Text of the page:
Let us spread this message of peace and love.

Andre Rieu Live in Dublin, I love waltzes, enjoy!

Saturday, December 30, 2017

Mary Mother of Jesus Inclusive Catholic Community Feast of the Holy Family December 30, 2017 Presiders: Sally Brochu, ARCWP & Janet Blakeley, ARCWP Music Ministers: Linda Lee Miska Lectors: Mary Al Gagnon & Janet Blakeley

Anointing of priest Katy Zatsick ARCWP in preparation for surgery
(Anointing of Sick attached after Communion, below)

Janet Blakeley ARCWP, Katy Zatisck ARCWP and Sally Brochu ARCWP

Let us begin in the name of our God: a God of Love, Wisdom, and Liberation.
Opening Song: “It Came Upon a Midnight Clear” – (words on second-last page)
Sally Brochu ARCWP and Janet Blakeley ARCWP Presiders at Holy Family Liturgy
PENITENTIAL RITE (All raise hands extended in prayer)
ALL: God, the Father and Mother of Mercy, through his living, dying and rising, Jesus has revealed that nothing can separate us from your infinite love. May You give us pardon and peace, and may we forgive each other our failures to care for one another and our earth. We make this prayer in the name of God our Creator, and of Jesus, our brother, and of the Holy Spirit, our wisdom. Amen.
Presider: O God, your love is compassionate and merciful, yet we so often fear you. Open our eyes to your goodness and let us realize the full life to which we are called. We ask this O God of the evolving universe who invites each of us to focus on you and the beauty that rests in each of us. Amen.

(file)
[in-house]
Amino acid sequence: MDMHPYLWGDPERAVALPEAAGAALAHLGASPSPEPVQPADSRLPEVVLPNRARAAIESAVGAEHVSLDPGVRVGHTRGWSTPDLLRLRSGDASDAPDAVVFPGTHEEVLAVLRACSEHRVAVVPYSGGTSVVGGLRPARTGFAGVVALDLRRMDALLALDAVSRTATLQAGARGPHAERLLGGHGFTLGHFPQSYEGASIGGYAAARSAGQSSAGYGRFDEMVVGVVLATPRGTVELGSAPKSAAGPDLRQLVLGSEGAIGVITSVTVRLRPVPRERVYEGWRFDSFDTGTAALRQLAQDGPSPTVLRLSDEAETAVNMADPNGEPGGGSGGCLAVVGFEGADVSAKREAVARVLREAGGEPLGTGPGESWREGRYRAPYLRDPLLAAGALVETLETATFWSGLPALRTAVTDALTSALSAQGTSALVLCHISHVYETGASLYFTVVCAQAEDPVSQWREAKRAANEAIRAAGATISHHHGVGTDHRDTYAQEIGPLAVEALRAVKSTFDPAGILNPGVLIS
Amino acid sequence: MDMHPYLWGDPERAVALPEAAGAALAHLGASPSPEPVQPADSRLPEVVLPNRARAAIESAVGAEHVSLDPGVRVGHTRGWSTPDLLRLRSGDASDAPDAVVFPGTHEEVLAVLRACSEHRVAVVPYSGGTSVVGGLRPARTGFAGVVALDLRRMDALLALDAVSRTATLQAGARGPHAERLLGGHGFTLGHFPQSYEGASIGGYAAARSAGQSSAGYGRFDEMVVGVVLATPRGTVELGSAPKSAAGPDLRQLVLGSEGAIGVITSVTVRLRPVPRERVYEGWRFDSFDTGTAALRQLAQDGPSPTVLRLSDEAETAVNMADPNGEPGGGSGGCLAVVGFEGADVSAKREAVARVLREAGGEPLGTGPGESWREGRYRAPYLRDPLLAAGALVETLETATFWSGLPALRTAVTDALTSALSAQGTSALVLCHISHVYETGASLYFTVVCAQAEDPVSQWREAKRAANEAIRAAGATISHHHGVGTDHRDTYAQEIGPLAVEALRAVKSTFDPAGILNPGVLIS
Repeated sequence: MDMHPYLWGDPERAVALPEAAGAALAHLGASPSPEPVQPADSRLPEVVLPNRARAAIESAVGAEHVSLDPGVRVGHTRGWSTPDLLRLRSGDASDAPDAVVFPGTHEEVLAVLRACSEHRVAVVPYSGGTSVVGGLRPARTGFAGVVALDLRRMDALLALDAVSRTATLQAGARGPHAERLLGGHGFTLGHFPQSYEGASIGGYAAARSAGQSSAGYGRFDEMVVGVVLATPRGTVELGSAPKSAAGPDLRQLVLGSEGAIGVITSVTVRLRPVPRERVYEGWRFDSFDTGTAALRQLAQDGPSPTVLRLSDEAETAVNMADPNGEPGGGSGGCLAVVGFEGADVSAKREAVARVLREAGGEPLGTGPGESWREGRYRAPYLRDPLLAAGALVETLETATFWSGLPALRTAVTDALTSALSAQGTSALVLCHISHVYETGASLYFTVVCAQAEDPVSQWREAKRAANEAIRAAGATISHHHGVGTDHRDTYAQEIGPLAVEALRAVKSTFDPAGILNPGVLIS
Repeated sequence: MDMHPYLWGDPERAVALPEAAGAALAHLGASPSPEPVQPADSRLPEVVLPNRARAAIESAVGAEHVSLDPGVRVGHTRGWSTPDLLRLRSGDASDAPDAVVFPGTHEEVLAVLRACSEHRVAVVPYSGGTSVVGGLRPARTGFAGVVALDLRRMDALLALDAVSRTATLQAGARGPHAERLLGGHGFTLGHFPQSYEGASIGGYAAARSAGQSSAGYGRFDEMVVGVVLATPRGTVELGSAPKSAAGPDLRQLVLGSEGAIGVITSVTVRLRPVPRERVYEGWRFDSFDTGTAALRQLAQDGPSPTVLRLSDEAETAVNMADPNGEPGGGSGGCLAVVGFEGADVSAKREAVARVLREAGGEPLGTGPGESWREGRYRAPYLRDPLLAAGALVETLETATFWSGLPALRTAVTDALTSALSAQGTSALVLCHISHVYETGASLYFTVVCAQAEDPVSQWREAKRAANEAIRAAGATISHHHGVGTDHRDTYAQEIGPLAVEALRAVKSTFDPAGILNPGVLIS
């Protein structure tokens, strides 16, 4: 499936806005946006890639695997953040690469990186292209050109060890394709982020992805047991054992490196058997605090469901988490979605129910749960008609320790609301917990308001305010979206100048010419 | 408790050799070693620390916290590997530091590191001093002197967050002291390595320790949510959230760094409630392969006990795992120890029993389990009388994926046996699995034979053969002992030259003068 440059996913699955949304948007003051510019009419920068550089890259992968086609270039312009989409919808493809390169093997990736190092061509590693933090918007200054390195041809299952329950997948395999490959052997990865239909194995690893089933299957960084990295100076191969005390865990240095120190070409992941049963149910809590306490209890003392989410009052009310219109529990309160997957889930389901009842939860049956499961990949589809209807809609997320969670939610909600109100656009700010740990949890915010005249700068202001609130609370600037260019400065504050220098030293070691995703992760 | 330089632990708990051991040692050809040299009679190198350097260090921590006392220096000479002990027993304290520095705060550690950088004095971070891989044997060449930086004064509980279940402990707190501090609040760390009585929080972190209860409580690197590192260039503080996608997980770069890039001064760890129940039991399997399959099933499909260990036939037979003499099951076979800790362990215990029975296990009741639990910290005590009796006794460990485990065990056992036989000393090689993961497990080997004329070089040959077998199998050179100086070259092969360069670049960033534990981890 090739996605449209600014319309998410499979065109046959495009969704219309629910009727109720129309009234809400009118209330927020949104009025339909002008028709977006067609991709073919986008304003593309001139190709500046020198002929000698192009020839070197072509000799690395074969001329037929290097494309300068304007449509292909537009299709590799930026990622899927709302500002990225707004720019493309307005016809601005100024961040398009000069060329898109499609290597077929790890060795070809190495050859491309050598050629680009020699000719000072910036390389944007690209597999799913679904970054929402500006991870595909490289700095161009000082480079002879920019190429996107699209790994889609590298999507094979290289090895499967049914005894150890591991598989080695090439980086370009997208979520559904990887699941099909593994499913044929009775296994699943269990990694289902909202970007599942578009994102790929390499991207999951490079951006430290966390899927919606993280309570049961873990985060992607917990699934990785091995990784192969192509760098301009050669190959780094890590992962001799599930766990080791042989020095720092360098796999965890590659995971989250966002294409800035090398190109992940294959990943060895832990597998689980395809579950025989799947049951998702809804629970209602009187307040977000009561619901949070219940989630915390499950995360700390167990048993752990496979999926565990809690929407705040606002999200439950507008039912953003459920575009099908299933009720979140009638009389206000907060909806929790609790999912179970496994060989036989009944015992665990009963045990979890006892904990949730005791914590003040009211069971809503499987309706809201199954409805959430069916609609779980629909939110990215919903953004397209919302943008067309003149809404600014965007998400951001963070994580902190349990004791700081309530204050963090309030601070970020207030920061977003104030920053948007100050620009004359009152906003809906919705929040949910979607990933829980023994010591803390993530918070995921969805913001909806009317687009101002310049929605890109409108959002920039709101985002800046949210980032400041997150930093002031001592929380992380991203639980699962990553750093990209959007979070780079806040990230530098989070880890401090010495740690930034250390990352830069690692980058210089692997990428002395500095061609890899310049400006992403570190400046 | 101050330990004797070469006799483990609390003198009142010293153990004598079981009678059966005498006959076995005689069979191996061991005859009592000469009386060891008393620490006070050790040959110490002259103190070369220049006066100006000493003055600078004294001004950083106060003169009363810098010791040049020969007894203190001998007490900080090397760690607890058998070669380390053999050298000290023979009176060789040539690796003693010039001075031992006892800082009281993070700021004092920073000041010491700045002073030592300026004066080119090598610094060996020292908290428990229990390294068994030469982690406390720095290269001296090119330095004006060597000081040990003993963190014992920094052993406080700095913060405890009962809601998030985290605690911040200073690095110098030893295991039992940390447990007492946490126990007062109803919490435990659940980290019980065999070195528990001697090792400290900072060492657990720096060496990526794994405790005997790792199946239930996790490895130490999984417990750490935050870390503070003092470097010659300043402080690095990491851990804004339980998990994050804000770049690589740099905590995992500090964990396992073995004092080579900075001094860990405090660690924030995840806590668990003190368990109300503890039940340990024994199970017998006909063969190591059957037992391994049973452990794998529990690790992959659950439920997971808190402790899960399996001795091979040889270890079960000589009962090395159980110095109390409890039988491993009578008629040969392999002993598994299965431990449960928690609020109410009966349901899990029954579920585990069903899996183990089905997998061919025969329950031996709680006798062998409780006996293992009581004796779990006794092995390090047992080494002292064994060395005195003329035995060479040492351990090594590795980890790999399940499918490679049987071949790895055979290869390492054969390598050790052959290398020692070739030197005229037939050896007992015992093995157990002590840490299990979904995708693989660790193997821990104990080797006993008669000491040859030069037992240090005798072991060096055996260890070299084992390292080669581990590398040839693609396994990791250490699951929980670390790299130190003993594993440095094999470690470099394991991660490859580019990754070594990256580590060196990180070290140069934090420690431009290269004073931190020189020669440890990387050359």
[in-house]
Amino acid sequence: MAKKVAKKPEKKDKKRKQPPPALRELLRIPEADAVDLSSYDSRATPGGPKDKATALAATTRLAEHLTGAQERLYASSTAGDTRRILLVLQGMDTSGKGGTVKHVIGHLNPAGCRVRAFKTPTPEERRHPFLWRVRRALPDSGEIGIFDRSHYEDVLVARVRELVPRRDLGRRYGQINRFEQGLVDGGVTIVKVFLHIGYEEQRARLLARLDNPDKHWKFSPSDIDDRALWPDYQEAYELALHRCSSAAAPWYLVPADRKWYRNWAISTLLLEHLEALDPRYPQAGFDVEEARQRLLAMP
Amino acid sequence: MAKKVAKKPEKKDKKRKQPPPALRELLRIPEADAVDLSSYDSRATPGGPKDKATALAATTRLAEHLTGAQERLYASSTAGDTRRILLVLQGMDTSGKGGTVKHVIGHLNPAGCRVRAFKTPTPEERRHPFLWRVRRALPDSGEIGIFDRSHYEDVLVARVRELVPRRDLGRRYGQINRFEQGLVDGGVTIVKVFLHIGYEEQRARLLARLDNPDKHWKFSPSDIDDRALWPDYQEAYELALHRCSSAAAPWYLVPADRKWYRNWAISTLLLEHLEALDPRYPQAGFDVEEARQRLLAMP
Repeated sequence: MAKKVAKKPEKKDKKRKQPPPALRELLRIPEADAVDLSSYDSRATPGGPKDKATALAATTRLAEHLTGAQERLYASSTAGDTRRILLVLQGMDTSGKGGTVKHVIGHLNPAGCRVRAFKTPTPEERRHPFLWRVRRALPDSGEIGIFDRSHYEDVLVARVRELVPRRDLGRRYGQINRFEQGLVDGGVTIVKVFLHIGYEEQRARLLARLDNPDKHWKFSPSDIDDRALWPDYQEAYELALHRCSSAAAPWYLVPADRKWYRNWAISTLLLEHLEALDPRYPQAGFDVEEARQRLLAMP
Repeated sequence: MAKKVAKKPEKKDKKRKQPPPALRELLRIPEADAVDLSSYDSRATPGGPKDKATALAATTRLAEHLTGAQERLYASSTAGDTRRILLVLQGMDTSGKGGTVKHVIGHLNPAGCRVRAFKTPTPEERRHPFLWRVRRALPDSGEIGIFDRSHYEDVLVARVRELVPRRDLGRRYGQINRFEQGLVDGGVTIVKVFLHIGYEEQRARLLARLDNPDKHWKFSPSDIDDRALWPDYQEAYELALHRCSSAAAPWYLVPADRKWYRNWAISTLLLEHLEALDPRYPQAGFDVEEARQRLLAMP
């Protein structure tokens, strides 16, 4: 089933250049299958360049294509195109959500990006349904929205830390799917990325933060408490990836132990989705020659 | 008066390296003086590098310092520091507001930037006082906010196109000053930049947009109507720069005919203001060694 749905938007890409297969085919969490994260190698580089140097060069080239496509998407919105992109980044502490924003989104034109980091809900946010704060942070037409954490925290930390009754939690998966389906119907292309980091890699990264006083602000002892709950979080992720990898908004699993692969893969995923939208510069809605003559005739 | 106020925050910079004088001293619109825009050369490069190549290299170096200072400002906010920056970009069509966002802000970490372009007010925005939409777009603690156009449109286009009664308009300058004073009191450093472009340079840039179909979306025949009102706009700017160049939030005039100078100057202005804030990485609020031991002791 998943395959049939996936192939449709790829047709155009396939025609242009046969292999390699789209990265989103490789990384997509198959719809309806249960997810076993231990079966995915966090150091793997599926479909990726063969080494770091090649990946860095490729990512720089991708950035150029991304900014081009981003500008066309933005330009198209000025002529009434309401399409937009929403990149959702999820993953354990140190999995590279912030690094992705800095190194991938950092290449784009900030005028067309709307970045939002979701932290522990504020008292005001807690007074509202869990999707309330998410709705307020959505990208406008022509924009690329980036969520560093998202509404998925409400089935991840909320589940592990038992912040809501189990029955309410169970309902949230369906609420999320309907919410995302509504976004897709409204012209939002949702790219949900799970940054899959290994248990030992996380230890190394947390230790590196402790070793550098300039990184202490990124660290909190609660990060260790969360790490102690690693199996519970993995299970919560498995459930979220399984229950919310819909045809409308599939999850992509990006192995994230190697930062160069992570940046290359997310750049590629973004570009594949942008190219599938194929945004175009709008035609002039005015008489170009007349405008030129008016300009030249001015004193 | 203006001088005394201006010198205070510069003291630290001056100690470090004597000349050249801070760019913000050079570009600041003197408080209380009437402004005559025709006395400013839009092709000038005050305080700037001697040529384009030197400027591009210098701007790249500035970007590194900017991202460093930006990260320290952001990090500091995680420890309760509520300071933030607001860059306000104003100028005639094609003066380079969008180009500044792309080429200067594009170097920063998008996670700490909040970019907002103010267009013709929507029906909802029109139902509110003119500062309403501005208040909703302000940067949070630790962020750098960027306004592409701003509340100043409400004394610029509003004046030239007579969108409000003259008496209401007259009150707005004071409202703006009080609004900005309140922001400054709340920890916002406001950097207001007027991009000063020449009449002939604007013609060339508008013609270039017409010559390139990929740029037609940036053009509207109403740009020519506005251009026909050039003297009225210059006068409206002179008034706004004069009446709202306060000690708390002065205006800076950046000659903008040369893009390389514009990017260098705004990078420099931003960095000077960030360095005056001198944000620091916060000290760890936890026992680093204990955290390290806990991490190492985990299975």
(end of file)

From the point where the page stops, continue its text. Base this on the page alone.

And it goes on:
ALL: Glory: sung – “Glory to God, glory, O praise and alleluia, Glory to God, glory, O praise the name of our God”
First Reading: From a letter “A Christmas Thought for our Christian Friends and Neighbors” written by Rabbi Victor Urecki, Congregation B’nai Jacob, Charlestown, West Virginia. (December 2017)
Responsorial Psalm 128 – “ Blessed are those who love the Lord and walk in his ways”.
Second Reading: A reflection “ The Incarnation Means God is in the Ordinary” by Ronald Rolheisner, OMI, President of the Oblate School of Theology in San Antonio, Texas. (December 2017)
Gospel Acclamation – #565 – “Alle, Alle, Alleluia”
Gospel: Luke 2: 22-40
Sally Brochu ARCWP proclaims Gospel and preaches Homily Starter

Homily Starter / Shared Homily
Year B - Feast of the Holy Family
December 30, 2017
Sally Brochu, ARCWP

“So G-d throws open the door of this world and enters as a baby. As the most vulnerable imaginable. Because He wants unimaginable intimacy with you. What religion ever had a god that wanted such intimacy with us that He came with such vulnerability to us? What G-d ever came so tender we could touch him. So fragile that we could break him? So vulnerable that his bare, beating heart could be hurt? Only the one who loves you to death”. Ann Voscamp

This short paragraph is what began my focus for today's homily starter. It is  actually the opening paragraph to the First Reading, where a Jewish Rabbi, reached out in love and friendship to all of us Christians. He really speaks of the entire human family, diverse in so many ways including religious traditions and beliefs, yet we can still call each other sister and brother. We are all made in the likeness of God – yes, each of us – and each person in part of the “many-faced faces that is spoken of in our second reading.